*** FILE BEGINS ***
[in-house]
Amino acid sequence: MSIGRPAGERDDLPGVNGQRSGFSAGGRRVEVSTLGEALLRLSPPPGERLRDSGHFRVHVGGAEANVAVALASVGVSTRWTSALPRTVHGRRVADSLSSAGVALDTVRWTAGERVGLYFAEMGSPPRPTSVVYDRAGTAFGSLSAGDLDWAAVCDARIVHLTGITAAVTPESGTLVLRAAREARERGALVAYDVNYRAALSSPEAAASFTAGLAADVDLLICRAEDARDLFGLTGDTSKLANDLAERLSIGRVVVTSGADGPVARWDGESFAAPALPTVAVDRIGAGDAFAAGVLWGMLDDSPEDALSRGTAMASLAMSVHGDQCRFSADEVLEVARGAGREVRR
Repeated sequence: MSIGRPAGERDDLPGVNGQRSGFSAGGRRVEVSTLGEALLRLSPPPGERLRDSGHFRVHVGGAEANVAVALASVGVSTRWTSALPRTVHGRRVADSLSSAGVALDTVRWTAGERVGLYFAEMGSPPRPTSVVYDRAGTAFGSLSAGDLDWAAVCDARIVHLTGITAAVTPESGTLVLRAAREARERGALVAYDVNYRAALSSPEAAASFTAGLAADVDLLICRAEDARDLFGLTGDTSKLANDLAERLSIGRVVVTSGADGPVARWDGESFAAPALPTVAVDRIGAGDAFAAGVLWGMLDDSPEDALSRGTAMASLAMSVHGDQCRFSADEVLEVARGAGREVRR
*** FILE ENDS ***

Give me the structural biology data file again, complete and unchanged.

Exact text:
[in-house]
Amino acid sequence: MSIGRPAGERDDLPGVNGQRSGFSAGGRRVEVSTLGEALLRLSPPPGERLRDSGHFRVHVGGAEANVAVALASVGVSTRWTSALPRTVHGRRVADSLSSAGVALDTVRWTAGERVGLYFAEMGSPPRPTSVVYDRAGTAFGSLSAGDLDWAAVCDARIVHLTGITAAVTPESGTLVLRAAREARERGALVAYDVNYRAALSSPEAAASFTAGLAADVDLLICRAEDARDLFGLTGDTSKLANDLAERLSIGRVVVTSGADGPVARWDGESFAAPALPTVAVDRIGAGDAFAAGVLWGMLDDSPEDALSRGTAMASLAMSVHGDQCRFSADEVLEVARGAGREVRR
Repeated sequence: MSIGRPAGERDDLPGVNGQRSGFSAGGRRVEVSTLGEALLRLSPPPGERLRDSGHFRVHVGGAEANVAVALASVGVSTRWTSALPRTVHGRRVADSLSSAGVALDTVRWTAGERVGLYFAEMGSPPRPTSVVYDRAGTAFGSLSAGDLDWAAVCDARIVHLTGITAAVTPESGTLVLRAAREARERGALVAYDVNYRAALSSPEAAASFTAGLAADVDLLICRAEDARDLFGLTGDTSKLANDLAERLSIGRVVVTSGADGPVARWDGESFAAPALPTVAVDRIGAGDAFAAGVLWGMLDDSPEDALSRGTAMASLAMSVHGDQCRFSADEVLEVARGAGREVRR